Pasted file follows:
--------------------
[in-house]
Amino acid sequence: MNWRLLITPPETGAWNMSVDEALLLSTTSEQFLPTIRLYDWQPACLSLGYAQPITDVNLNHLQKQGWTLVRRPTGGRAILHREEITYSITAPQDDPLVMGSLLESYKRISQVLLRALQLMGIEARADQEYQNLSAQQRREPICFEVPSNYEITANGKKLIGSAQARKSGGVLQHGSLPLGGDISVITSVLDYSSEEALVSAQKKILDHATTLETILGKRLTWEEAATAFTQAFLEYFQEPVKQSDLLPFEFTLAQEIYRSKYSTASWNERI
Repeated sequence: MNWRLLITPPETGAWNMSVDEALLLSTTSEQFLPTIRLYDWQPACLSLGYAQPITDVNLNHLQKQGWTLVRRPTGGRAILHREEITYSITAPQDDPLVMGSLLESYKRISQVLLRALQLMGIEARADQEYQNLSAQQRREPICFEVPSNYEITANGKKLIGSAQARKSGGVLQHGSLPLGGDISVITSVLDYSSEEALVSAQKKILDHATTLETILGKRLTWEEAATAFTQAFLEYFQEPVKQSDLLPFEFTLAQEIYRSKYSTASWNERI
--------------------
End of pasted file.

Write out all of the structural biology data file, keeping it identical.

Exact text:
[in-house]
Amino acid sequence: MNWRLLITPPETGAWNMSVDEALLLSTTSEQFLPTIRLYDWQPACLSLGYAQPITDVNLNHLQKQGWTLVRRPTGGRAILHREEITYSITAPQDDPLVMGSLLESYKRISQVLLRALQLMGIEARADQEYQNLSAQQRREPICFEVPSNYEITANGKKLIGSAQARKSGGVLQHGSLPLGGDISVITSVLDYSSEEALVSAQKKILDHATTLETILGKRLTWEEAATAFTQAFLEYFQEPVKQSDLLPFEFTLAQEIYRSKYSTASWNERI
Repeated sequence: MNWRLLITPPETGAWNMSVDEALLLSTTSEQFLPTIRLYDWQPACLSLGYAQPITDVNLNHLQKQGWTLVRRPTGGRAILHREEITYSITAPQDDPLVMGSLLESYKRISQVLLRALQLMGIEARADQEYQNLSAQQRREPICFEVPSNYEITANGKKLIGSAQARKSGGVLQHGSLPLGGDISVITSVLDYSSEEALVSAQKKILDHATTLETILGKRLTWEEAATAFTQAFLEYFQEPVKQSDLLPFEFTLAQEIYRSKYSTASWNERI